Kadner: Congressmen forced into Obamacare
By Phil Kadner firstname.lastname@example.org March 26, 2013 9:36PM
U.S. Rep. Dan Lipinski (D-3rd) holds a town hall meeting Saturday, Feb. 9, 2013, in Lockport, Ill. | Cindy Wojdyla Cain~Sun-Times Media
Updated: April 28, 2013 6:42AM
Congressmen will have to get their health insurance next year through Obamacare.
For years, congressmen and their staffs have purchased insurance through the Federal Employees Health Benefits Program, often referred to as the Cadillac of health care plans.
While many people assume this means congressmen pay nothing and that their insurance plans cover all medical costs, both of those assumptions are wrong.
The federal government does pick up a hefty share of the premiums, on average about 70 percent. And with the individual plans, federal employees select from a large menu of options, far more choices than the average private-sector employee might have.
When Democrats were pushing the Patient Protection and Affordable Health Care Act in 2010, U.S. Sen. Charles Grassley (R-Iowa) successfully negotiated an amendment that members of Congress and their staffs must get their health coverage from state insurance exchanges created by Obamacare.
Specifically, the law states “the only health plans that the Federal Government may make available to Members of Congress and congressional staff with respect to their services as a Member of Congress or congressional staff shall be health plans that are, 1. created under this Act (or an amendment made by this Act); or 2. offered through an Exchange established under this Act (or an amendment of this Act).”
However, as one congressman pointed out to me, it appears when the final version of the law was written, the congressional committee staff members carved out a loophole for themselves.
Personal staff serve the individual members of Congress. Committee staffs work for the majority or minority members of various committees. There are also leadership staff members, who work for the House speaker, the majority and minority leaders and, well, you get the idea.
So some folks claim that while congressmen and their personal staffs will have to get insurance through Obamacare, staffers who work for House and Senate committees will be allowed to continue under the old federal insurance program.
As far as I’m concerned, it seems right that members of Congress and their personal staffs would be made to experience Obamacare first hand. And that was Grassley’s point in submitting his amendment.
Of course, Congress could still try to alter the law before it impacts the members. That could not be done without Republican support because the GOP controls the House.
As for Grassley, he’s still not satisfied. He has noted that the president, vice president, cabinet members and top White House staff, in addition to all those congressional committee staffers, would be exempt.
“Until the health care overhaul is repealed and replaced with reforms that have broad-based support,” Grassley noted in a news release in 2011, “the majority leadership in the Senate and the administration ought to make sure they are required to live under the health care law they put on the books.”
Grassley, in case you missed the reference in that statement, wants Obamacare repealed.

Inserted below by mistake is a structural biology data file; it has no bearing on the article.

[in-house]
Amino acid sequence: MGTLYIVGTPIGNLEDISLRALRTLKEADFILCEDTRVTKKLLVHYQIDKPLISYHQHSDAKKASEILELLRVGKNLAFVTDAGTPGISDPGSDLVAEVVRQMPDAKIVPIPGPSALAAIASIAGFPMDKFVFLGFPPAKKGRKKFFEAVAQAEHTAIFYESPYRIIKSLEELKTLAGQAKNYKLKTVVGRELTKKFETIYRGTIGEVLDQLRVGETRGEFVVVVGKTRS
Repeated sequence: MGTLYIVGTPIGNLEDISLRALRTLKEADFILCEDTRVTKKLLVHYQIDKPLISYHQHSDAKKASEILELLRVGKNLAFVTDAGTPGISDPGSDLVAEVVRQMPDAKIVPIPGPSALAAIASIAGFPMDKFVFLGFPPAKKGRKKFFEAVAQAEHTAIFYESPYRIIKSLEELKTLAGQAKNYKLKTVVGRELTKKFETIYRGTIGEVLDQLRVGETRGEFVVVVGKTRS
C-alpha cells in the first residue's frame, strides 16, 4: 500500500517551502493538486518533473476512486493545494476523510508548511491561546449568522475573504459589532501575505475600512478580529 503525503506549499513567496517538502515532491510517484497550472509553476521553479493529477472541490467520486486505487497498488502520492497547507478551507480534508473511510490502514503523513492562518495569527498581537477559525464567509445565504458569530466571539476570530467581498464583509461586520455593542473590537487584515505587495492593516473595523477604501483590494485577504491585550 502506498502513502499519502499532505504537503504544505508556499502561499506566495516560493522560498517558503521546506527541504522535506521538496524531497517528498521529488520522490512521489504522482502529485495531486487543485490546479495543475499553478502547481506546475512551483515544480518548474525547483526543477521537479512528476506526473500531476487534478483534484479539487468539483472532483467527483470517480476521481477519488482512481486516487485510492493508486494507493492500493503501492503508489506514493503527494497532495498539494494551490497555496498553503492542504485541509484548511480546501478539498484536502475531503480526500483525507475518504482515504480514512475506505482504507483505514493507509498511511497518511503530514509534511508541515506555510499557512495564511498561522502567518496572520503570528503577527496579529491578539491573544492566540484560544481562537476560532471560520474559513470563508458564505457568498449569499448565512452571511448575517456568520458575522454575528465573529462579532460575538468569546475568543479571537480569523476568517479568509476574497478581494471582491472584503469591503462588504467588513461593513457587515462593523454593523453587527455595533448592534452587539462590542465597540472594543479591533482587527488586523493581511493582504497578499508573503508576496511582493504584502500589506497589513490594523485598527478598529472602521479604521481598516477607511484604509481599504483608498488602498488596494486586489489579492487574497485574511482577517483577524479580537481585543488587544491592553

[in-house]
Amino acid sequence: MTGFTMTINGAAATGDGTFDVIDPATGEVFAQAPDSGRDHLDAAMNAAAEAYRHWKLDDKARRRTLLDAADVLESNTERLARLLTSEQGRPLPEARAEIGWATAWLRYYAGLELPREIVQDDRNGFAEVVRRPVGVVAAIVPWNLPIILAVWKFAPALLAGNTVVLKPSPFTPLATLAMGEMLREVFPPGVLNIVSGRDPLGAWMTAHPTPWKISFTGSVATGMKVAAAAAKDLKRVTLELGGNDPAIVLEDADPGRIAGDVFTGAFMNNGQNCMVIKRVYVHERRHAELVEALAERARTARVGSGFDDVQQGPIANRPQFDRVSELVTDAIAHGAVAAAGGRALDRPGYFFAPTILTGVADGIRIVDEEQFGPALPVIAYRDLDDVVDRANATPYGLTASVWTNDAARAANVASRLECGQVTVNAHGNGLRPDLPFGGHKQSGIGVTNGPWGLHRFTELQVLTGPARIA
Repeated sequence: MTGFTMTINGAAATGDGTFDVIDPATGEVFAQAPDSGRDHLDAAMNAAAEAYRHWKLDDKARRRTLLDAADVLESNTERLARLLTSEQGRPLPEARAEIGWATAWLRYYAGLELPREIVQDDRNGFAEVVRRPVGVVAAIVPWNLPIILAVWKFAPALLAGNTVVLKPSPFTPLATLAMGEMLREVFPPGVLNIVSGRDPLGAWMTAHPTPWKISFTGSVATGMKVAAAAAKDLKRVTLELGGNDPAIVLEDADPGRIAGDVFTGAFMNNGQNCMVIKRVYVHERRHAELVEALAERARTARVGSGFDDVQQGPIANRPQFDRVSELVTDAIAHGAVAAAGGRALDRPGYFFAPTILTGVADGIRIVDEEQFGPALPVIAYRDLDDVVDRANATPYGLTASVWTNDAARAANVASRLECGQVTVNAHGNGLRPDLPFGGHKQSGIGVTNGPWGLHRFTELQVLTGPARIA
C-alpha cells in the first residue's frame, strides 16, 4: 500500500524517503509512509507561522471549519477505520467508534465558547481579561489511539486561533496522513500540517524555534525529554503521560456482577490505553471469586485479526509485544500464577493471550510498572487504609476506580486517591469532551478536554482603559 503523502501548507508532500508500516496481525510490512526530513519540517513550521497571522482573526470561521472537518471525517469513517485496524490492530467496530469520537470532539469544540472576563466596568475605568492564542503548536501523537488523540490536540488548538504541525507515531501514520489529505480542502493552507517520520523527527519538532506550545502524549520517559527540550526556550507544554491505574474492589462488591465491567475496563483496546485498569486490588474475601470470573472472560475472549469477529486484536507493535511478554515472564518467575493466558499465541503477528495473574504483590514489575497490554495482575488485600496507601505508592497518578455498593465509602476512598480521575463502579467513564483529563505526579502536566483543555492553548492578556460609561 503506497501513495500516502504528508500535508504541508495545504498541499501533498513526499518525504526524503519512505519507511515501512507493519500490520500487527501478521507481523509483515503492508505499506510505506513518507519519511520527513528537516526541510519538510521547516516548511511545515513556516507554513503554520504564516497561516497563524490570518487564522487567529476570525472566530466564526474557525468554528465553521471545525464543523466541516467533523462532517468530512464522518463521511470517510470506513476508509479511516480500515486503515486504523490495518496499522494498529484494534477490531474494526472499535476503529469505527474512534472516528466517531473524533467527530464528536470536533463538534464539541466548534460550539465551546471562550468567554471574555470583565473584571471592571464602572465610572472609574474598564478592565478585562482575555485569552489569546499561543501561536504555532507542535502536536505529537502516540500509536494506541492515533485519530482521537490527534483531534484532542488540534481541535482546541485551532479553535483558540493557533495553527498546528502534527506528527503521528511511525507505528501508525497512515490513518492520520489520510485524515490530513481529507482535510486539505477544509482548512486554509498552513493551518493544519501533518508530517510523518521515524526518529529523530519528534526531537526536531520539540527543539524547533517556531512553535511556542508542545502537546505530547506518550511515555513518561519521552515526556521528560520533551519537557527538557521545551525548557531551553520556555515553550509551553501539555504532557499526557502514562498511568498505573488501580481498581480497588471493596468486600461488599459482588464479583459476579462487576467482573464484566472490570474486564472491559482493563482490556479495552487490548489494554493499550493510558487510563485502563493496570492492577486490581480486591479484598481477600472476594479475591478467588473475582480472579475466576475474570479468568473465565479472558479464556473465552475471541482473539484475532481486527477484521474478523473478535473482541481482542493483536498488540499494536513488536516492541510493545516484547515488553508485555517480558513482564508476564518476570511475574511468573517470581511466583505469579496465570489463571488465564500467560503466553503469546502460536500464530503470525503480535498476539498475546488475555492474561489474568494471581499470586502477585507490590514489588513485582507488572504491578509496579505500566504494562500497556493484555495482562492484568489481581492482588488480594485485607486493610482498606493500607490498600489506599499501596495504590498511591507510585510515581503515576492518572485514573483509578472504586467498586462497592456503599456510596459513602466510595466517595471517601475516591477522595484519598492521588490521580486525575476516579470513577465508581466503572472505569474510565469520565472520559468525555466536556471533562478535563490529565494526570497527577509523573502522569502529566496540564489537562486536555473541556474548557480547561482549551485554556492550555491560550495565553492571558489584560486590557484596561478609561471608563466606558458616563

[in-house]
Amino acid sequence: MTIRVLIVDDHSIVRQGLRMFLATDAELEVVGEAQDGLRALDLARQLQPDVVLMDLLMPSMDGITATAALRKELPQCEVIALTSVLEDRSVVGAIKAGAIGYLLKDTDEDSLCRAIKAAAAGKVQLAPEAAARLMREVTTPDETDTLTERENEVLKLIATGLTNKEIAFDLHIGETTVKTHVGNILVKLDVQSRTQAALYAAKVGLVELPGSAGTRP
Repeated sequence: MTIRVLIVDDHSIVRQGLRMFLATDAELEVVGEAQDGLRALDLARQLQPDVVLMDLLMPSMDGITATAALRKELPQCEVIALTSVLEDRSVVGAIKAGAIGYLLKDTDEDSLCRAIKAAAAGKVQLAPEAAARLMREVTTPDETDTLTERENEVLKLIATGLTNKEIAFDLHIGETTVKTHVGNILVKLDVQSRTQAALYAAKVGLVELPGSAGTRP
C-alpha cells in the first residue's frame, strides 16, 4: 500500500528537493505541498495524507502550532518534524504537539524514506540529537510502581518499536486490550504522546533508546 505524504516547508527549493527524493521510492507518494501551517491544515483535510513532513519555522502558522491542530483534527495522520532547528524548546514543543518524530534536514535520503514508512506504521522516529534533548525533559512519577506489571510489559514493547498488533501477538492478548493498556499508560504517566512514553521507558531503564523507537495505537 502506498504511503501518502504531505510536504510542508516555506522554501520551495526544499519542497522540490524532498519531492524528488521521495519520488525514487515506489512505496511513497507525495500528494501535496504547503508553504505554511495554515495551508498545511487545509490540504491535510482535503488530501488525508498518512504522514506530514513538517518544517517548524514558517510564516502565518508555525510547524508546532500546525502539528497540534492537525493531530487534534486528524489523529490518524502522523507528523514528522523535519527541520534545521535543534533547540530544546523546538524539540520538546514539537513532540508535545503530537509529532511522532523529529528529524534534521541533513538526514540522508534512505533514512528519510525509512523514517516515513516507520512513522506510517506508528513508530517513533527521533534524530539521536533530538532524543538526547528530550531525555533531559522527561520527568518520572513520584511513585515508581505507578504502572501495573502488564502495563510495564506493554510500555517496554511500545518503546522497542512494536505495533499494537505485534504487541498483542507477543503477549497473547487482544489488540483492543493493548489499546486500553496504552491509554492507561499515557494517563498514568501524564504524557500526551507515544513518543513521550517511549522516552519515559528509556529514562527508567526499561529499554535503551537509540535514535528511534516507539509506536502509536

I’m an advocate of single-payer universal health care, and Obamacare is a step in that direction. I don’t like half-measures and that’s the Affordable Care Act.
While Grassley and I are obviously on opposite ends of that debate, I agree with him on the issue of making all elected leaders subject to the law.
My guess is that Grassley probably believes this is also a form of punishment for those who supported the bill.
Another issue, yet unanswered, is whether the federal government will continue to pay the insurance premiums for congressmen and their staffs.
A Congressional Research Service report suggests that the courts could decide that because the congressmen and their staffs could participate in an insurance exchange without assistance from the federal government, the government is already making the program available and therefore any premium would amount to the government paying the government.
In short, even congressmen at this point don’t know if they’ll be losing the employer-paid portion of their medical benefits next year.
More importantly, according to U.S. Rep. Dan Lipinski (D-3rd), if the premium is paid it appears it would no longer be tax deductible.
“I am not going to complain about this regarding congressmen,” Lipinski said, “but some of our staff members do not earn a lot of money. We have had to make cuts in recent years, will have to make cuts under the sequester yet again, and I am concerned about holding onto quality staff members.
“Making the insurance premium taxable would result in a significant pay cut for staff members.”
In terms of constituent services, Lipinski’s office staff is one of the best I’ve seen.
As for which exchanges his staff would belong to, Lipinski said his staff in Illinois would join an exchange in this state and his staff in Washington, D.C., would have to join a plan there.
I often receive letters and phone calls from people complaining that government programs would run better if the people elected to office had to use them.
While I’m not convinced that would happen, it does seem that congressmen, like millions of other Americans, are wondering just what impact all these changes in health care will have on their daily lives.
And while the law might unnecessarily cut into the pay of staff members, their complaints about the cost and quality of care are likely to reflect those of common working people undergoing the same hardships in private companies throughout the nation.
“President Obama said at the time that no one with health insurance through his employer would lose that health insurance because of this law,” Lipinski said. “Well, for my staff members, it appears that’s not true.”